Could something as simple as a nap help you reduce your seasonal allergy issues? Maybe it could!
This idea came to my mind recently when a listener of The Feeling Good Podcast emailed me a question about how to optimize their afternoon nap. While researching that question I learned some interesting things about naps that I’ll touch on a little later in this blog, but first I want to explore the…
Sleep and Allergy Connection
One of the most important contributing factors when it comes to fighting allergies is the strength of your immune system. If you have a strong immune system then you are less likely to be sneezing, coughing, sniffling, and crying. One of the best ways to keep your immune system strong is by getting adequate rest. If you’re anything like me, then sometimes you might occasionally have some very late nights followed by very early mornings. Several years ago it was a regular practice for me to go to bed after midnight and wake up before 7 AM, getting anywhere from four to six hours of rest. As you probably know, that’s at least a couple hours short of the recommended eight hours. Recently I have been much more diligent in going to bed earlier to allow my body to rest and replenish, but if you are living like I previously did, then an occasional 20-30 minute afternoon nap would do nothing but help you! Now lets talk more about…
Are you one of those people that HAVE to take a nap in the middle of the day to get through each day? Or maybe you take a nap because you believe it is good for you. Perhaps you hate naps and somehow they always leave you feeling even more tired than before. Whatever the case I want to help you understand naps a little better, so here is the question that I received from a podcast listener named JC, that I mentioned above…
“Do you have any insight into how coffee in the morning impacts naps? I use the “Nap Wheel” to try to get to the closest ideal time when I can, but I also drink two cups of coffee in the morning. For example I wake up at 4:00 AM and have two cups of coffee around 8:30 AM. I’m not sure how this impacts my napping cycle, can you help?”
Now I have to admit, I am not a napper. On the other hand my wife loves to take naps, and when she suggests that I take one, my response is usually, “No, I don’t have time for a nap!” I have always had an aversion to naps, but JC’s question prompted me to look a little closer into the possible health benefits and to learn more about the “Nap Wheel” he uses to schedule them. I found out that the “Nap Wheel” was invented by Dr. Sara Mednick, who also wrote the book Take a Nap, Change Your Life. On her website she states:
“Imagine a product that increases alertness, boosts creativity, reduces stress, improves perception, stamina, motor skills, and accuracy, enhances your sex life, helps you make better decisions, keeps you looking younger, aides in weight loss, reduces the risk of heart attack, elevates your mood, and strengthens your memory. Now imagine that this product is also non-toxic, has no side effects, and best of all it is absolutely free. This miracle drug is nothing more than the right nap at the right time.”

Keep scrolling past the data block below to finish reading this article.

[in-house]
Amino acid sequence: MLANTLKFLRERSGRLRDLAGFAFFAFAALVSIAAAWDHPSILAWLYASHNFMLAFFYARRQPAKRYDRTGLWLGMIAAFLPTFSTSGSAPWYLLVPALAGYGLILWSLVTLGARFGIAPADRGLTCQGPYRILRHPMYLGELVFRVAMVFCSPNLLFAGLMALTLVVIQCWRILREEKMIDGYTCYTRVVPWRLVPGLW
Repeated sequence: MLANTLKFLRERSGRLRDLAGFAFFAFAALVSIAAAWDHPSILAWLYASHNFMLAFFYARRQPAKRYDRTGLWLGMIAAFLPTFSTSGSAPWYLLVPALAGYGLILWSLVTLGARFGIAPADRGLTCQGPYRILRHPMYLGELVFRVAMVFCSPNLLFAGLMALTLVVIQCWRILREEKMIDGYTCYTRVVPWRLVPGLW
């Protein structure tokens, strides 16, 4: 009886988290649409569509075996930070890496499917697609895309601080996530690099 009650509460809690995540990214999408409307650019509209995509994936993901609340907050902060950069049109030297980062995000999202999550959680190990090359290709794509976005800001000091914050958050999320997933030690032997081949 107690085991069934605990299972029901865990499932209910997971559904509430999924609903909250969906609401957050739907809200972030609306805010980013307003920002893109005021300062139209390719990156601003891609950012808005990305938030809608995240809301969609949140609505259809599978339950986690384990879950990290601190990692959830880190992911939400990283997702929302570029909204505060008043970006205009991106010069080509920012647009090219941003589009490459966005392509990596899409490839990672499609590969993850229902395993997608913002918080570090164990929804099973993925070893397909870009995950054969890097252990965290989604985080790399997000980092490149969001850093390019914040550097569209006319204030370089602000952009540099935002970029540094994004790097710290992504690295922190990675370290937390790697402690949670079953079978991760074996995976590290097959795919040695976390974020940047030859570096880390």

Now being a natural pharmacist, this bold statement by Dr. Mednick had me hooked! I don’t know anyone that wouldn’t want to experience these health benefits that she describes. I have since ordered her book and am rethinking my long time aversion to nap time. Reading this about naps brought back a memory of something I had read in a book several years ago. It reminded me that the science and health recommendations of taking a nap aren’t anything new. This book that I had read was published almost 70 years ago, and the doctor who wrote the book stated that a rest period immediately after meals will add years to your life as well as comfort to those years. This doctor did not use the term nap, but rather rest period. He went on to say with modern living as it is, that rest is very hard to arrange for those in business, but where there is a will there is a way. Now that is a philosophy I’ve tried to live by all my life! He said that we can accomplish far more in the day by resting immediately after meals. Now that seems a little odd to me, but he says that it can be done, it has been done, and it is being done even under the most difficult of circumstances and always with a great reward. Now this doctor recommended that when you rest to lie down on your right side, because if your stomach is slow to empty, lying in this position will help. He also said digestive juice perform better during rest than rush and hurry, and this is why we always feel better when we rest after we eat. He finished his thoughts on rest with this thought provoking statement: Our domestic animals follow this nature’s law of rest. Just watch your dog or cat.
I thought to myself that I should have paid closer attention to this doctor’s ideas on rest and perhaps even taken my wife’s advice when she suggest that I take a nap. It could have potentially saved me from a lot of digestive distress and discomfort.
If you decide to try a “rest period” after you eat then I would love to hear your experience. Also if you have a health question that you want answered then email [email protected]. Be sure to click our logo to subscribe so you can get the latest episode every Thursday!
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